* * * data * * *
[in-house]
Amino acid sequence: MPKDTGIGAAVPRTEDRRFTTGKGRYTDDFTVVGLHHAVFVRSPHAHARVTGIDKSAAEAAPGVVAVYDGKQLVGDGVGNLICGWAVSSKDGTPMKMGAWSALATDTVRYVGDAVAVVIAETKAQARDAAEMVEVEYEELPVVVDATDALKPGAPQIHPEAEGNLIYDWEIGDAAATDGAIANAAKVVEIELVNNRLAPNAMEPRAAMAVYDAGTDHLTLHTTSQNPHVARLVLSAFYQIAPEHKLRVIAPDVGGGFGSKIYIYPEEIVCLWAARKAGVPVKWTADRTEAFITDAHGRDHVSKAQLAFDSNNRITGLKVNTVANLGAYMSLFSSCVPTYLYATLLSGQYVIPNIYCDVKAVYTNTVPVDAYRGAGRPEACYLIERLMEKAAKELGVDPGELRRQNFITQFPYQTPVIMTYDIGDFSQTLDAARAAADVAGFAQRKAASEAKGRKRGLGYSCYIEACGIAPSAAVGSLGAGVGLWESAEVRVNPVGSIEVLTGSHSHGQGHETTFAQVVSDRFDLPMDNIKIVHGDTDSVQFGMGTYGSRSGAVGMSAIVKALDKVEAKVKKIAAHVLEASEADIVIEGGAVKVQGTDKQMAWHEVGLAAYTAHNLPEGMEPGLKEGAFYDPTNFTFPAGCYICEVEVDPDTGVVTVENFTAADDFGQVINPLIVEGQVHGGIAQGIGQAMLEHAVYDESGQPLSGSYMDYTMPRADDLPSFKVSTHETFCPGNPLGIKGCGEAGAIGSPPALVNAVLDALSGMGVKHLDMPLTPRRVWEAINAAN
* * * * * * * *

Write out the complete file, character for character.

[in-house]
Amino acid sequence: MPKDTGIGAAVPRTEDRRFTTGKGRYTDDFTVVGLHHAVFVRSPHAHARVTGIDKSAAEAAPGVVAVYDGKQLVGDGVGNLICGWAVSSKDGTPMKMGAWSALATDTVRYVGDAVAVVIAETKAQARDAAEMVEVEYEELPVVVDATDALKPGAPQIHPEAEGNLIYDWEIGDAAATDGAIANAAKVVEIELVNNRLAPNAMEPRAAMAVYDAGTDHLTLHTTSQNPHVARLVLSAFYQIAPEHKLRVIAPDVGGGFGSKIYIYPEEIVCLWAARKAGVPVKWTADRTEAFITDAHGRDHVSKAQLAFDSNNRITGLKVNTVANLGAYMSLFSSCVPTYLYATLLSGQYVIPNIYCDVKAVYTNTVPVDAYRGAGRPEACYLIERLMEKAAKELGVDPGELRRQNFITQFPYQTPVIMTYDIGDFSQTLDAARAAADVAGFAQRKAASEAKGRKRGLGYSCYIEACGIAPSAAVGSLGAGVGLWESAEVRVNPVGSIEVLTGSHSHGQGHETTFAQVVSDRFDLPMDNIKIVHGDTDSVQFGMGTYGSRSGAVGMSAIVKALDKVEAKVKKIAAHVLEASEADIVIEGGAVKVQGTDKQMAWHEVGLAAYTAHNLPEGMEPGLKEGAFYDPTNFTFPAGCYICEVEVDPDTGVVTVENFTAADDFGQVINPLIVEGQVHGGIAQGIGQAMLEHAVYDESGQPLSGSYMDYTMPRADDLPSFKVSTHETFCPGNPLGIKGCGEAGAIGSPPALVNAVLDALSGMGVKHLDMPLTPRRVWEAINAAN